Staunton, July 28 – Tensions between the Kabardin majority and the Balkar minority in the bi-national North Caucasus republic of Kabardino-Balkaria are likely to be exacerbated by the decision of the Russian Supreme Court to set aside the decision of KBR’s highest court to ban the activity of the Council of Elders of the Balkar People as “extremist.”
Leaders of the Council of Elders celebrated yesterday’s decision which set aside the May 31st ruling by the Kabardino-Balkaria republic supreme court. One of their number, Oyus Gurtuyev, said that the Moscow decision shows “that [the Balkars] have acted within the law and that the law defends us” (www.kavkaz-uzel.ru/articles/172180/).
Gurtuyev’s comments are more significant than a first glance might suggest. On the one hand, the leaders of Kabardino-Balkaria, where 55 percent of the population is Circassian Kabardins and 12 percent consists of the Turkic Balkars, have pursued the Balkars on charges of extremism for several years.
In 2007, republic prosecutors warned the organization against “extremist” activity and brought criminal charges against Gurtuyev, the head of the council, for disseminating “intentionally false reports which attacked the honor and director of the President of the KBR and stained his reputation.”
Moreover, earlier this year, KBR prosecutors charged that the Council of Elders of the Balkar People had engaged in extremist activity by disseminating a report entitled “The Status of the Balkar People in the KBR: Sources of Problems and Paths of Overcoming Them” which pointed to anti-Balkar actions by the Kabardin majority.
And on the other, the Kabardins and Balkars are currently locked in a struggle over the control of pastureland, a struggle in which the Kabardins are seeking to overturn a Russian law on territorial arrangements of municipal administrations and the Balkars are demanding that Moscow insist on its full enforcement.
That measure, Federal Law 131 “On the organization of local self-administration” specifies that there must not be any un-administered space between settlements in heavily populated areas, a requirement that would seem to be ethnically neutral but in the case of the KBR, it is anything but.
The Balkars, despite being minorities, dominate many of the villages in the mountains, and if the law is in fact imposed, it would give them control over pastures between them, pastures that in the past ethnic Kabardins have traditionally made use of. Not surprisingly, some Kabardins are seeking to have the law overturned or at least ignored.
The struggle has been heating up, with Balkars staging demonstrations and hunger strikes both in the KBR and in Moscow, but the outcome of a meeting in Nalchik over the weekend suggests that tensions are continuing to rise and that there may soon be a major confrontation between the two nations in that already troubled republic (www.kavkaz-uzel.ru/articles/172087/).
On Saturday, Balkar activists assembled in the republic capital to consider both how to continue the fight to ensure that the municipality land law will not be changed and what Balkars should do in the face of rising activism among the Kabardins, a subgroup of the Circassians who are seeking the formation of a single Circassian Republic in the North Caucasus.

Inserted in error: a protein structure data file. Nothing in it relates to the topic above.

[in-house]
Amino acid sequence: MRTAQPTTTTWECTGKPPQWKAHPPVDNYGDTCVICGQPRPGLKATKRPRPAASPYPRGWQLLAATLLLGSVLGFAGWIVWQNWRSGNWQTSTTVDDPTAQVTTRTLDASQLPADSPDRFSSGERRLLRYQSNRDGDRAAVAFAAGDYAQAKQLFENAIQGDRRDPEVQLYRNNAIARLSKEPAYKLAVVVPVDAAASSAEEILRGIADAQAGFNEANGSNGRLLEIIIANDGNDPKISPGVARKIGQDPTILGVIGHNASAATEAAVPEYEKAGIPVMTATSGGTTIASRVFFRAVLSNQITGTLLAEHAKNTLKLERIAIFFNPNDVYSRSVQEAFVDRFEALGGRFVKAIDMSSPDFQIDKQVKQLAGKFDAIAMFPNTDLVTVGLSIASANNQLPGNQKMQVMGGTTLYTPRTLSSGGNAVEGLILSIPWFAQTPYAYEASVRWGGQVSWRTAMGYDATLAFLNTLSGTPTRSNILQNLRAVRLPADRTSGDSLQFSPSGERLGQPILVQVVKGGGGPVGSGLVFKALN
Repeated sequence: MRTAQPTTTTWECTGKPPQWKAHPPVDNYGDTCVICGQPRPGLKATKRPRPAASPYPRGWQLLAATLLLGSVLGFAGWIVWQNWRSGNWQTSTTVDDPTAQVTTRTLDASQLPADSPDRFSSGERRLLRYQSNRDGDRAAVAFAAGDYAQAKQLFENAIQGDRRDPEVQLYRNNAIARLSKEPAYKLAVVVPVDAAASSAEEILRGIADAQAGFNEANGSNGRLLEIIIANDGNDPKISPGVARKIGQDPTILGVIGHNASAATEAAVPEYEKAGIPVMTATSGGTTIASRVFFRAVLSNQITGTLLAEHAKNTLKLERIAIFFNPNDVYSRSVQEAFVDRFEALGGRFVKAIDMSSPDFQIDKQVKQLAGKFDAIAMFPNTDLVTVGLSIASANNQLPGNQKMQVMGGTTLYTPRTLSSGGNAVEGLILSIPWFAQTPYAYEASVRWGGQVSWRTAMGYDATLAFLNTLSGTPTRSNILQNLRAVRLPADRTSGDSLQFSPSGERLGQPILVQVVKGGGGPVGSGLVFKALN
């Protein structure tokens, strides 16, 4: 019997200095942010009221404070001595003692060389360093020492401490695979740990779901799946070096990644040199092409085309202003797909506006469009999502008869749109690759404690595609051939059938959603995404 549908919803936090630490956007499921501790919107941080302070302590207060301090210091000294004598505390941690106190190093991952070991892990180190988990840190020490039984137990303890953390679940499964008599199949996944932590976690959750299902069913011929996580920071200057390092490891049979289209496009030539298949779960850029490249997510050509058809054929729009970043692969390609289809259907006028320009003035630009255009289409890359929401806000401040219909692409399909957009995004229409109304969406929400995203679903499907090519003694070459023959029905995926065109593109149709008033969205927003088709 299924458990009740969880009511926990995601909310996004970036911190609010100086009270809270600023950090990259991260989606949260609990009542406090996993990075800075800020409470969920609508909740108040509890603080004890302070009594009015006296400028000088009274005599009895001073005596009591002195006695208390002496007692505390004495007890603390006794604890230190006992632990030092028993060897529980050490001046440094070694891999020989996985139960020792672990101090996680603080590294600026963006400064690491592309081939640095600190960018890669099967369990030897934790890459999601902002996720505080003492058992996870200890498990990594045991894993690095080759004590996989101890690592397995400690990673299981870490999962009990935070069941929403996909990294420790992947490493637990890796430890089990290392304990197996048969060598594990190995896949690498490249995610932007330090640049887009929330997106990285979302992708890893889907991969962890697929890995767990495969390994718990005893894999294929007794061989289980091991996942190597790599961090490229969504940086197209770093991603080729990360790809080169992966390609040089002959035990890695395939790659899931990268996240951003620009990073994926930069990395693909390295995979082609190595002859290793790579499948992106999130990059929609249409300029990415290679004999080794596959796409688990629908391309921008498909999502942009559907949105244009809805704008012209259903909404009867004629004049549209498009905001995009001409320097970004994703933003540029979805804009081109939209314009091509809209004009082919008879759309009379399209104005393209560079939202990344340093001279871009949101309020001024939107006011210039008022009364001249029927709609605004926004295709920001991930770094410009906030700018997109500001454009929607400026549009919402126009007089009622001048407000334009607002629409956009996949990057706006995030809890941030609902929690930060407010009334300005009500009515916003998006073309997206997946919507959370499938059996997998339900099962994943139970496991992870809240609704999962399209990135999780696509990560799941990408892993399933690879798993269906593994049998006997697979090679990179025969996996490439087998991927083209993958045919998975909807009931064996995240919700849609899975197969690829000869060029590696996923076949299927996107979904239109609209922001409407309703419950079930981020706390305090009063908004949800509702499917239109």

One Balkar leader, Dalkhat Baydayev, told those in attendance that Balkars have been “the first who have raised [their] heads for the fulfillment of laws in order that Russia should be a legal state.” Consequently, it seems certain that those who share his perspective will be encouraged by the Russian Supreme Court decision this week.
But it is clear that they face an uphill battle. KBR President Arsen Kanokov, a Kabardin, supports changing the law or even eliminating it altogether, other speakers at the session said, and he has built alliances both with Aleksandr Khloponin, the Presidential plenipotentiary for the North Caucasus, and Moscow officials to push that agenda.
The Balkars, however, think they have succeeded in “blocking” these efforts so far. They feel, Dzhambulat Etteyev, another of their leaders, said, that “this law has already been working for five years” and that there is “no basis” for changing it. Nonetheless, the Balkars continue to be worried.
Bakhautdin Etezov, a third Balkar speaker, said that something was not right in Moscow and in Nalchik, and he speculated that “all this means either a crisis among the powers that be or a conspiracy against the Balkar people or even that someone very much wants to divide up Russia into pieces.”
The Balkars say they are very much against all of that, and at Saturday’s session, several speakers called for the creating of a Coordinating Council of Balkar Social Organizations” so that there will be a single organization capable of speaking on behalf of the entire Balkar people, something they currently feel they lack.
. And at the conclusion of the session, Ruslan Babayev, another of their leaders, declared that the Balkars now have only “a single way out” of their problems – “self-determination,” even though he insisted that the Balkars remain “supporters of resolving all [their] problems on the basis of the Constitution and Federal Laws.”
This new upsurge of Balkar activism could presage a concerted drive to end the bi-national KBR, something that in turn could trigger not only an expanded effort to move toward a united Circassian Republic but spark greater activism among other Turkic groups across the North Caucasus, including the Karachays of Karachayevo-Cherkessia.